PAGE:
For detailed advice on protecting your rights and resolving your copyright issues, contact the experienced intellectual property lawyers at Polikarpov Law Firm.

Take care of your creativity!

What elements of the song are protected by copyright?

In Ukraine, copyright in a musical work protects the following key elements:

  • Melody: is the sequence of musical notes characteristic of a particular song. The defence of melody is the main element that distinguishes one piece of music from another.
  • Harmony: the hertic combination of simultaneously sounding notes that form chords and their sequences. The harmonic structure of a song gives it “fullness” and helps to create a musical mood.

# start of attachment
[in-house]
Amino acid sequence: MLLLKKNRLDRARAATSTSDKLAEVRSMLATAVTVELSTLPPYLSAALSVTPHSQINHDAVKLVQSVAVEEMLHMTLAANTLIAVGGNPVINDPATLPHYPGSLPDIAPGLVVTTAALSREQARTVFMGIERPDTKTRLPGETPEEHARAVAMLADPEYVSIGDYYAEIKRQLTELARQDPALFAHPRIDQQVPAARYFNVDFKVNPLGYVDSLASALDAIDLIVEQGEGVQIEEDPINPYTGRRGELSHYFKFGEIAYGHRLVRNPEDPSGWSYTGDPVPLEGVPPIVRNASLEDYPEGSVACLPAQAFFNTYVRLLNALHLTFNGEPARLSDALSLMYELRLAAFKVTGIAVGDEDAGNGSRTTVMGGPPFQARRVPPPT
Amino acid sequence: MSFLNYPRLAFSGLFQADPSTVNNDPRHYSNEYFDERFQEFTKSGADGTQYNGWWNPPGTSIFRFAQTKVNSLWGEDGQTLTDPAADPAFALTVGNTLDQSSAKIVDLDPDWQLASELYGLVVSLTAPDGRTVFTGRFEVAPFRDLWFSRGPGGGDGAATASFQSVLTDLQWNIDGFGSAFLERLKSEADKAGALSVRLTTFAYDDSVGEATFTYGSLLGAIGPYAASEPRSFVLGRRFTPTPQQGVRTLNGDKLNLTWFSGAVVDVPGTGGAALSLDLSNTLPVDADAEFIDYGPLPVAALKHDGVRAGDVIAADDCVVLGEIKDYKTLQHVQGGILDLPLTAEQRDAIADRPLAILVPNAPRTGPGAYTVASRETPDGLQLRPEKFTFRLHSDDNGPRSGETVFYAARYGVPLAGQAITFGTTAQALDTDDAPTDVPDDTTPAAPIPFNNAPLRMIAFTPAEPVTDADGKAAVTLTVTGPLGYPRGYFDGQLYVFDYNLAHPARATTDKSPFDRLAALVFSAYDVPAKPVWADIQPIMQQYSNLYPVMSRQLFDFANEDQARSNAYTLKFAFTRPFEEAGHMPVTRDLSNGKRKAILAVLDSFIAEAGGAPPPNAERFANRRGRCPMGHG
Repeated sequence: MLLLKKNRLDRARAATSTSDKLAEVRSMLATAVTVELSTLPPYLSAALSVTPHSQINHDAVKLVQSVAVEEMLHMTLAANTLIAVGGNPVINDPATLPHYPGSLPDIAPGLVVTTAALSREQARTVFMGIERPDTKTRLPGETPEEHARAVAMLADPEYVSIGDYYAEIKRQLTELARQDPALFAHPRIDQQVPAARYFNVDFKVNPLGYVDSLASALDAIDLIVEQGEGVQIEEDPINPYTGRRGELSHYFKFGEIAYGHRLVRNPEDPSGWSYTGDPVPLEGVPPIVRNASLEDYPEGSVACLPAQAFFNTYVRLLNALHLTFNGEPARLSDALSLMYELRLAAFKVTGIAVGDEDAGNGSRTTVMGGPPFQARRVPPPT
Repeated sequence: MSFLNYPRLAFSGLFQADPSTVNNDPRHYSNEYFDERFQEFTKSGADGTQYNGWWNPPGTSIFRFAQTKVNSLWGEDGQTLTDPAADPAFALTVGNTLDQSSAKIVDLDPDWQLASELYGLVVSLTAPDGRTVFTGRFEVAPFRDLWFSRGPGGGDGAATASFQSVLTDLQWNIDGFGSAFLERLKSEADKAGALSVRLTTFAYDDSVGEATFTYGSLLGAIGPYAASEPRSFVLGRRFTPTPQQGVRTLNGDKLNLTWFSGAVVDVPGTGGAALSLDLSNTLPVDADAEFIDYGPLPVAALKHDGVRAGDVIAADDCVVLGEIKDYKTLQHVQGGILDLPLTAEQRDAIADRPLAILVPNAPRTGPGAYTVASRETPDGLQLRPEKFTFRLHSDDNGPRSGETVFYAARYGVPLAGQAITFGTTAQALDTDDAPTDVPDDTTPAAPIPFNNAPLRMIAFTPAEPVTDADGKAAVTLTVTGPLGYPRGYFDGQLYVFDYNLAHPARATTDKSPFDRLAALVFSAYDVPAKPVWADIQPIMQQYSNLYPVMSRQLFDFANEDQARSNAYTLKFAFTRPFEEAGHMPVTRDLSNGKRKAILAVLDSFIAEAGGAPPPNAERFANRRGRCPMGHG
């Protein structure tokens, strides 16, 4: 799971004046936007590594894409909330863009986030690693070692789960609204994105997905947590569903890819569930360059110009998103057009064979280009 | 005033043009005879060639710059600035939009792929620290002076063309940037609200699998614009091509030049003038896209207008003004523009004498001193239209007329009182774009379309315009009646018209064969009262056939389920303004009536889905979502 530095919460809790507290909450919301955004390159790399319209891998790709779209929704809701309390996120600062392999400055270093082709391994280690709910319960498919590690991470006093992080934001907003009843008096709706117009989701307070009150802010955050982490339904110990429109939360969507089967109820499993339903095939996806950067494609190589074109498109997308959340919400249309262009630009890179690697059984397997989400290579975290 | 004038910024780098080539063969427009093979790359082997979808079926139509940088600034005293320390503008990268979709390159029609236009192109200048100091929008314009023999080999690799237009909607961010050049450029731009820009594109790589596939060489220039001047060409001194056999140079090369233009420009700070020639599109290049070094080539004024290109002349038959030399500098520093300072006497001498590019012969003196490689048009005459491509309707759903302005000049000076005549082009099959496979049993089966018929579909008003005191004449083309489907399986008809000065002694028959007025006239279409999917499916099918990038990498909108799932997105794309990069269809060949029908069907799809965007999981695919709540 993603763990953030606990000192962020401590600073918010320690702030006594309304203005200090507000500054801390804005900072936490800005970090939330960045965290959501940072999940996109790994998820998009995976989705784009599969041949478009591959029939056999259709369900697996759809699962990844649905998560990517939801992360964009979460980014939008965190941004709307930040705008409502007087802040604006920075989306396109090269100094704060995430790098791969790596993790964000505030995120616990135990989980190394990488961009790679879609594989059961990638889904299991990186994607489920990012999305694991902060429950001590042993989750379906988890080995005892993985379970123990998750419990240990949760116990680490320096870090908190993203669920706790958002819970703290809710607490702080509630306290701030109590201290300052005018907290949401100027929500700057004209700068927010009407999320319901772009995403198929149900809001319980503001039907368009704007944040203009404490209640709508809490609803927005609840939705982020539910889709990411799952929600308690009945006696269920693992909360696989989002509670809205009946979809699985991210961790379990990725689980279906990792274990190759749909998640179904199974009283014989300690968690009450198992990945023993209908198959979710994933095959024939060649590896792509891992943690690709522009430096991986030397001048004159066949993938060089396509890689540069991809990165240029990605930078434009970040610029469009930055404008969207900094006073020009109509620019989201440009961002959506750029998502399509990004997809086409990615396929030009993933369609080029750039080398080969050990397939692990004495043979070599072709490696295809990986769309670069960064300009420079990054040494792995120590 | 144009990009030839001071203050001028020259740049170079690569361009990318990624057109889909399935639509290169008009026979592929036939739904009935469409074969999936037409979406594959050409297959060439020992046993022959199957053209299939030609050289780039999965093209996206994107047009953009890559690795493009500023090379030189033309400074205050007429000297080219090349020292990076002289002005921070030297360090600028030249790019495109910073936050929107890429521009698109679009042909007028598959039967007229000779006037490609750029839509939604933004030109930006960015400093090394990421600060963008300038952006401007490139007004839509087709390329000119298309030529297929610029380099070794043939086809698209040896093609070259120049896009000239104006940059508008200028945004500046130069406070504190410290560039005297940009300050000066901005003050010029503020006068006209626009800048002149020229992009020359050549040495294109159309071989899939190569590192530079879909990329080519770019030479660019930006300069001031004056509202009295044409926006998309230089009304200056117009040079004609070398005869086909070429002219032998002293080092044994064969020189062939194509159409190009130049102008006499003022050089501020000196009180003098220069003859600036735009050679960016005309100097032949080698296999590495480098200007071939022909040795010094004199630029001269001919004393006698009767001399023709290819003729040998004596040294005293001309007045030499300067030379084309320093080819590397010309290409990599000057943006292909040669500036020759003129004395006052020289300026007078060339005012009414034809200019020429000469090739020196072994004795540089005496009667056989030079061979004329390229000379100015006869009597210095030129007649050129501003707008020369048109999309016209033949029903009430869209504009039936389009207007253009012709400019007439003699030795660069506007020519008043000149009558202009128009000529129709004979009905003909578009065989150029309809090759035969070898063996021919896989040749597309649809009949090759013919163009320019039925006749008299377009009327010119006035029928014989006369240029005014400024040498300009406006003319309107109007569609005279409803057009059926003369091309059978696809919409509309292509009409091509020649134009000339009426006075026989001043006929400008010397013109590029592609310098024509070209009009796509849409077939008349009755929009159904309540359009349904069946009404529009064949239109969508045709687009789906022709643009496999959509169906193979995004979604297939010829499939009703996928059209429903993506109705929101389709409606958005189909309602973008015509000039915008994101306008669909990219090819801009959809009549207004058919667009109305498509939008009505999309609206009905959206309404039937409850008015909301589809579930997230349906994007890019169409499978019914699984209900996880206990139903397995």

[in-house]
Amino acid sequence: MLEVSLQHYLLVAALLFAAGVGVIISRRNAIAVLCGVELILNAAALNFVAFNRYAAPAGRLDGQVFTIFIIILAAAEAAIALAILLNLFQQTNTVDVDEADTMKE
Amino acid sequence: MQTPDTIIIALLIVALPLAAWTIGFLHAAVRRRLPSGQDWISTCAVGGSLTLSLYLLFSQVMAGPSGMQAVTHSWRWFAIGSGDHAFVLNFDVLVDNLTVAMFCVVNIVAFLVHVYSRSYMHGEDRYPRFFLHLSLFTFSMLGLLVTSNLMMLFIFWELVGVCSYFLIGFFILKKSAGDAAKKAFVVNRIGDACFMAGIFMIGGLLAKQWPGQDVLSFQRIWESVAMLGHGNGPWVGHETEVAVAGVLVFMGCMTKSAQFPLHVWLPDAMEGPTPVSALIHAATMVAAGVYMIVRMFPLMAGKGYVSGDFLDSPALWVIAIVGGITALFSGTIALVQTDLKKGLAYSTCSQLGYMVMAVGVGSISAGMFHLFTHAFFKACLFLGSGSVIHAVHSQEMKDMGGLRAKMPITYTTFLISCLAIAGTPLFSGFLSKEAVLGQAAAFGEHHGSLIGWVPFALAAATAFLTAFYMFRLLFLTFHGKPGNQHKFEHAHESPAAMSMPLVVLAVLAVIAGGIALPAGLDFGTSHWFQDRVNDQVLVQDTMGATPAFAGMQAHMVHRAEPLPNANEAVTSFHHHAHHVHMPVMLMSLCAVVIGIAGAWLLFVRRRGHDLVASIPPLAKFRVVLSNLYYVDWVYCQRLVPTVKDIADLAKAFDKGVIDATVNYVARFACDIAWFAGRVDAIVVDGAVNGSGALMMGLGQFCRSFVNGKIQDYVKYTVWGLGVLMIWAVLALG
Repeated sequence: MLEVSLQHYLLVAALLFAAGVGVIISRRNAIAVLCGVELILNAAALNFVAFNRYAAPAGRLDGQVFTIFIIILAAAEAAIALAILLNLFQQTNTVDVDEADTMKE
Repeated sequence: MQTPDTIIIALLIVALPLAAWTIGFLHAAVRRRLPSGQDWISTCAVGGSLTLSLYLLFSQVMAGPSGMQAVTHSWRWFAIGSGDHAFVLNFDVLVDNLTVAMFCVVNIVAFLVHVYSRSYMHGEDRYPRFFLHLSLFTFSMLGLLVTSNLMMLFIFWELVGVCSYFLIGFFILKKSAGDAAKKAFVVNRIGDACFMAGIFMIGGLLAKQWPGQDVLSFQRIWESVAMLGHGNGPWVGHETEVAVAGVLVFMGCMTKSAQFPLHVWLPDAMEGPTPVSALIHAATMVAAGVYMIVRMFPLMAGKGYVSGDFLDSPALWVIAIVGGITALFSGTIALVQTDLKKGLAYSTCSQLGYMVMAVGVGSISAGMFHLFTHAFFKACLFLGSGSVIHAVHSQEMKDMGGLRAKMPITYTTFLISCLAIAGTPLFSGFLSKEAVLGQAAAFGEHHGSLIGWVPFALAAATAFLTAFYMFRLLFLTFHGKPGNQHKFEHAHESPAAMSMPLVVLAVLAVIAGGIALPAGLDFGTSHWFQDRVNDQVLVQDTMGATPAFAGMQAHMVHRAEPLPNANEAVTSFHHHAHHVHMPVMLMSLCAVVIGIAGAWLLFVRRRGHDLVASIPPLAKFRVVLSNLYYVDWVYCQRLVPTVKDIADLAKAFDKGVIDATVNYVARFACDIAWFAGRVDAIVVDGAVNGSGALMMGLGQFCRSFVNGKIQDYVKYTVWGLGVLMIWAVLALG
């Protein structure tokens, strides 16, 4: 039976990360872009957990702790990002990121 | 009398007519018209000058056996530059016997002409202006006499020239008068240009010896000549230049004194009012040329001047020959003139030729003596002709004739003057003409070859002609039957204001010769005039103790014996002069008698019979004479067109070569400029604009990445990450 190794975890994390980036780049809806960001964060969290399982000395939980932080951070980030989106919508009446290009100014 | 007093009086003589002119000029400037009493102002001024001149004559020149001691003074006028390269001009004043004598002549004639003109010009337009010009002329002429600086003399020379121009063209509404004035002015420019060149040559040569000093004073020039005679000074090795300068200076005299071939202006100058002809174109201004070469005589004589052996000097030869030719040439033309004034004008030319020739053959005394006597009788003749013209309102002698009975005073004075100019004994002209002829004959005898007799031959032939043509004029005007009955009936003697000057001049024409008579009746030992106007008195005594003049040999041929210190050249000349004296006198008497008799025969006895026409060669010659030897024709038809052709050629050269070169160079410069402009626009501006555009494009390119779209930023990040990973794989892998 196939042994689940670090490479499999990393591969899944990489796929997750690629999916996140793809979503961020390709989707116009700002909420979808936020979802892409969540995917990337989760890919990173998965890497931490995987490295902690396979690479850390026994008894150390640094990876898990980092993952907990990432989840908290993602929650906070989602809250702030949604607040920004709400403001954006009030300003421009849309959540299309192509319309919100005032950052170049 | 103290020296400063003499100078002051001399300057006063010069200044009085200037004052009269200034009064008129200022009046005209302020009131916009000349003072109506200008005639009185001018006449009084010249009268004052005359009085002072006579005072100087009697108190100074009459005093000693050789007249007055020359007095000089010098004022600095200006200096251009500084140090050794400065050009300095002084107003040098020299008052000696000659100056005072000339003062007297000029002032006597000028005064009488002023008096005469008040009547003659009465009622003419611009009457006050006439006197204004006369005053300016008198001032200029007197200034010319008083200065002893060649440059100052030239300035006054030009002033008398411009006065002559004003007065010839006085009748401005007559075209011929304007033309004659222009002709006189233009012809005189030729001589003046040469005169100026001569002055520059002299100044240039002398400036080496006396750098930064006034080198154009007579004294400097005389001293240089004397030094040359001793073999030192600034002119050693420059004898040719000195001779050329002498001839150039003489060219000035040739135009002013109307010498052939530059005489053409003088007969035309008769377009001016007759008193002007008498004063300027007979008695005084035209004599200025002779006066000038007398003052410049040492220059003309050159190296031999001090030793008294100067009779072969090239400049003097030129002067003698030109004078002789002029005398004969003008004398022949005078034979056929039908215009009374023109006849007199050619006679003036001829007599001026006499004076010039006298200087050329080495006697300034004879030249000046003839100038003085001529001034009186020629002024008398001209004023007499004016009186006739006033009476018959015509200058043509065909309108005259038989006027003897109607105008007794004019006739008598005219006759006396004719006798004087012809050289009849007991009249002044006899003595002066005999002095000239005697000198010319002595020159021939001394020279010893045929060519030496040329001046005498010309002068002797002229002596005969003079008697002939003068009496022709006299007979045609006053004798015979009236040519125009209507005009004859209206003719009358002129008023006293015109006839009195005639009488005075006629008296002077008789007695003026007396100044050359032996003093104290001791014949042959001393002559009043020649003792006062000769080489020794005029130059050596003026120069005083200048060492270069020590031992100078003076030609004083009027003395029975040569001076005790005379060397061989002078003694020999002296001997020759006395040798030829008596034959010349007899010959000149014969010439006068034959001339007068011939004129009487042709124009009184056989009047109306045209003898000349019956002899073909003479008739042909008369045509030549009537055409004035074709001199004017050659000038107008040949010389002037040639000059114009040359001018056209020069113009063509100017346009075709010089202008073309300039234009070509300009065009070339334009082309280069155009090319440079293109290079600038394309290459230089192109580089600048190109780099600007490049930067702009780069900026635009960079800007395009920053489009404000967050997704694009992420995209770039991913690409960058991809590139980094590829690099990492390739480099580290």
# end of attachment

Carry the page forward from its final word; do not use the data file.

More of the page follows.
• Text (lyrics): the words of the song are protected as a literary work. The unique lyrics, rhyming, and figurative language are all part of the work that have legal protection.
  • Musical arranging: is the way the different elements of a song – melody, harmony, rhythm, timbre, etc. – are combined together to create a completed piece of music. Copyright law protects a unique arranging approach that adds to the characteristics and character of a song.

It’s important to note:

  • Spontaneous improvisations are not recorded: Improvised riffs, unless recorded or notated, are not directly copyrightable. However, if such improvisation later develops into a complete musical work, it can be protected.
  • Song ideas are not protected: copyright applies only to the specific embodiment of the idea, not to the idea itself. For example, the general idea of writing a “love song” is not protected, but the unique lyrics, melody and arrangement of such a song would be protected.